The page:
During this month, Muslims fast (go without food or drink) from sunrise to sunset. Sunrise will be around 3:45 am this year, which means that many of us will be waking up around 3 am to make ourselves a meal, also known as Suhoor, before making the intention to fast.
Sunset will be around 8:30 pm this year (give or take a few minutes throughout the month), which means that as soon as the call to prayer (also known as the Athan) goes off, we will be breaking our fasts with a date and some water, followed by a meal. This process is known as Iftaar. To put this into perspective for you, people will be going for 17 or so hours (between Suhoor and Iftaar) without putting any kind of food or drink (including water) into their system.
While asking students for their thoughts on Ms. Shen’s retirement and reflections on their time being Chinese language students, we collected way more than we could use in any story. Rather than let information go to waste, below is a collection of quotes and thoughts from students. If you want to have your thoughts added to the collection below, please email: AlyLakhaney@gmail.com
Noah Levine, ’09
I took Chinese since the 7th grade and it was always a struggle for me. Ms. Shen would take the initiative to help me anytime, all the time. By 11th grade, Chinese wasn’t getting any easier. But Ms. Shen never gave up on me, even when she wasn’t my language teacher then. She helped me out everyday after school for the upcoming regents. We worked for hours and she was always very patient with me. At the end of it all, I passed the regents thanks to her guidance. I couldn’t have done it without her. I truly appreciate Ms. Shen and what she did for me.
Malorie Mo, ’09
You were a very important BSGE family member to me during my years at the school. I remember meeting you for the first time as my advisor and you welcomed us with such a warm, motherly heart, always taking the time to guide and support us as new students in the school.
A defining trait every staff member at BSGE has is their dedication to the wellbeing of students both inside and outside of school. The care and extra mile every staff member is willing to go for the students is a quality every educator should aspire to have. I firmly believe every public school teacher should learn from each of you at BSGE. We have you and all the other staff members to thank for the success of BSGE and its students.
You took on multiple roles throughout my years at BSGE – as my advisory teacher, my MYP project advisor, language teacher and my personal favorite, a mother to all. Whenever I had problems and came to you for guidance, you never hesitated to take time out of your schedule to comfort me. When I scored a 7 on the IB exam, you were happier than I was and held me in tears – it was all thanks to you, but you thanked me instead. I will never forget that moment when you were more proud of me than my own biological parents. Visiting you at BSGE after I graduated was always bittersweet – always happy to see you but sad that I’m no longer your student.
My years spent at BSGE were among the most challenging years of my academic career (so far) but also the most valuable. You’ve touched my life as an educator, advisor and mother. “Choose the job you love, and you will never have to work a day in your life” is clearly seen through you. There was never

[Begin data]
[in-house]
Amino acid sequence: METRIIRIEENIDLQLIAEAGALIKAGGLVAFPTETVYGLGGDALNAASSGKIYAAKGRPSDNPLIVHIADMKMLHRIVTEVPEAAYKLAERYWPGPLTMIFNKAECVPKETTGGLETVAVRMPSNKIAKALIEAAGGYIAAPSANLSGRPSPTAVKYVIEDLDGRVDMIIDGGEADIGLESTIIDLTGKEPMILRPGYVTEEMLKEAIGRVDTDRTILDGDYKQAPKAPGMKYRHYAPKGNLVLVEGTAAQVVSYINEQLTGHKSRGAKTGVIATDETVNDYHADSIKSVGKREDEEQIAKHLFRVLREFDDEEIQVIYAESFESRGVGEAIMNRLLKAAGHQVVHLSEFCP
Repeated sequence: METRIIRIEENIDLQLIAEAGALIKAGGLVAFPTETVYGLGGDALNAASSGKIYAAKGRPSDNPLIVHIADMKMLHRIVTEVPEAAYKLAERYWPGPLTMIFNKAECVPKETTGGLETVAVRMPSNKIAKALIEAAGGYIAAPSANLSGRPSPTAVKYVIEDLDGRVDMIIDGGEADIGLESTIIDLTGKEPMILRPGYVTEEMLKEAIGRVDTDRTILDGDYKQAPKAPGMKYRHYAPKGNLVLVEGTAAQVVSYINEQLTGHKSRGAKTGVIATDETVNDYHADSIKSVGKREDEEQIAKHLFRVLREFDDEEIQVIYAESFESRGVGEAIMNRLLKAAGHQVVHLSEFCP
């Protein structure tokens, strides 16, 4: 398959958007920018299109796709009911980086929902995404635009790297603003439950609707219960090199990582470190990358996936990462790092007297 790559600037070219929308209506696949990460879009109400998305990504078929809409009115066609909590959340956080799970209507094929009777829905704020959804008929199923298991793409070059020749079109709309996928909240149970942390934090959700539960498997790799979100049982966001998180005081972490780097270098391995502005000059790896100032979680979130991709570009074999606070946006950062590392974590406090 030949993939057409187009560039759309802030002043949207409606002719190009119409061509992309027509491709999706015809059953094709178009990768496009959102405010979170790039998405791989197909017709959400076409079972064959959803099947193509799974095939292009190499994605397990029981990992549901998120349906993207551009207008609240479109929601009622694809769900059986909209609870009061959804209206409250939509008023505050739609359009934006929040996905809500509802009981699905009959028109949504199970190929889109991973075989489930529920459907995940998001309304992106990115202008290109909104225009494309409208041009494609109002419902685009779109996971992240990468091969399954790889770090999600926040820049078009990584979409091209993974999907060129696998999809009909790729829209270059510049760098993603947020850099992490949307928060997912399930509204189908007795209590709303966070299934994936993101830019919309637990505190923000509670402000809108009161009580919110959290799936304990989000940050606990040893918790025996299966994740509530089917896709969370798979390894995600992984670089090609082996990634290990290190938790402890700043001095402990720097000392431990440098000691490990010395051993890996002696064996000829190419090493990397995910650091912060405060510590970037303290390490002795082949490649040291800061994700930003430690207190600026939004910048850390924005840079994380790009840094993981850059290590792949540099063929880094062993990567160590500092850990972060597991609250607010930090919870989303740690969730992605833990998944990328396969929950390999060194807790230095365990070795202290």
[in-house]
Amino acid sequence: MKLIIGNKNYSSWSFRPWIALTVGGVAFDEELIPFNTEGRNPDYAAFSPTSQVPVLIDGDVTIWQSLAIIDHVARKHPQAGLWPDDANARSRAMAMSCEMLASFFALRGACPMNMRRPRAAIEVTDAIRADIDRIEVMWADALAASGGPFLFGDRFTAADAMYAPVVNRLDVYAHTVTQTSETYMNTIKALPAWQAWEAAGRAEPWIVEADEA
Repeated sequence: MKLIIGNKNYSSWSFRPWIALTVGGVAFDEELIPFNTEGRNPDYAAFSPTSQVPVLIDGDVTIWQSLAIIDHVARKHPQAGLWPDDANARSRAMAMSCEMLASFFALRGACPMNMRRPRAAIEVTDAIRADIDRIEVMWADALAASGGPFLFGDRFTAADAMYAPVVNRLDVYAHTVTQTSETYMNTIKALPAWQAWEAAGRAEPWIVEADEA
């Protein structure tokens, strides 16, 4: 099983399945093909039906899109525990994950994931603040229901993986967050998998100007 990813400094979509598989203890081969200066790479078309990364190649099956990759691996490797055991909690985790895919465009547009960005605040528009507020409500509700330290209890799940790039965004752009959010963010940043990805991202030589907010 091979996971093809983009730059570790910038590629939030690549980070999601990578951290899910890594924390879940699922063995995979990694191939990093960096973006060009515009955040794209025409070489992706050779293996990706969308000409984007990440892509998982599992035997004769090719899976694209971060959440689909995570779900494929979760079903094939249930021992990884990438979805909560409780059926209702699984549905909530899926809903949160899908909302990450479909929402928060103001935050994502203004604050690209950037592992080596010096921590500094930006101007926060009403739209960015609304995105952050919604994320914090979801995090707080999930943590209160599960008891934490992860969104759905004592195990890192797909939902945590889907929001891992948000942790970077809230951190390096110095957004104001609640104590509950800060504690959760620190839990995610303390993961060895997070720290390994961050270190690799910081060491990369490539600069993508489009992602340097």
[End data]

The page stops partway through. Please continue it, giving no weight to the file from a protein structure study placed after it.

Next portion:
You are walking down the hallway, trying to avoid the daily traffic congestion. You see the same posters from last week: another advisory bake sale, blood donation, club to eventually join… and a poster about shorts? Recently, BSGE’s walls have been adorned with posters mimicking the nature of the “In case of fire, do not use elevators, use stairs” sign by the elevators. Instead of advocating for fire safety, however, the poster states, “In case of severe heat, do not use shorts, burn for the sake of boys not being distracted instead.” The posters appear to be making a statement against the dress code in terms of the length of females’ shorts. Several copies have been taped to the hallway walls, girls’ bathroom mirrors and stalls, as well as the staircases. Four BSGE students were interviewed and chose to remain anonymous. They all agreed that the dress code being based off of the concept that “boys will be boys” is ridiculous and sexist. However, there were some discrepancies in their opinions on Tanksy and their posters. Some students described the posters as “courageous,” “striking,” and “a battle for student justice.” Whereas others agreed that the cause was just, but felt that the means were a bit “disrespectful” to “the people who are setting us up for our future education and lives.”
BSGE’s varsity softball team has concluded what many consider to be its most successful season yet. Despite being eliminated by Robert H. Goddard High School in the first round of PSAL’s B Division playoffs, Lady Sting won its division, Queens B I, for the first time in BSGE history, with a season record of 15-1. Lady Sting was ranked #2 in Queens entering the postseason. “The 2015 season was the best season that BSGE has ever seen,” said co-captain Nina Don ’16. “It was fun. We played more efficiently than we had in previous years. It went well especially considering we lost some experienced players last year.”
As this school year winds down, many BSGE students have started thinking about what they want to do over the summer. Students from all grades have interesting plans.
- Scott Seigel ‘20 is going to study history at the Johns Hopkins Center for Talented Youth (CTY).
- Emma Van Bergen ‘19 will travel to Oxford University to study photography and conspiracy theories
- Ben Bagbek ‘18 will be a teen advisor for Junior Scholastic, writing opinionated articles on various topics.
- Emily Costa ‘17 plans to experience a Chinese language and cultural immersion program in Beijing.
- Angelica Benares ‘16 will participate in and help lead a youth seminar in Rome about conflict and resolution.
- Beverlee Chin ‘15 obtained a paid internship lasting for the next four summers with Crown Media/Hallmark Channel. This summer, she will be in their Ad Sales Marketing department.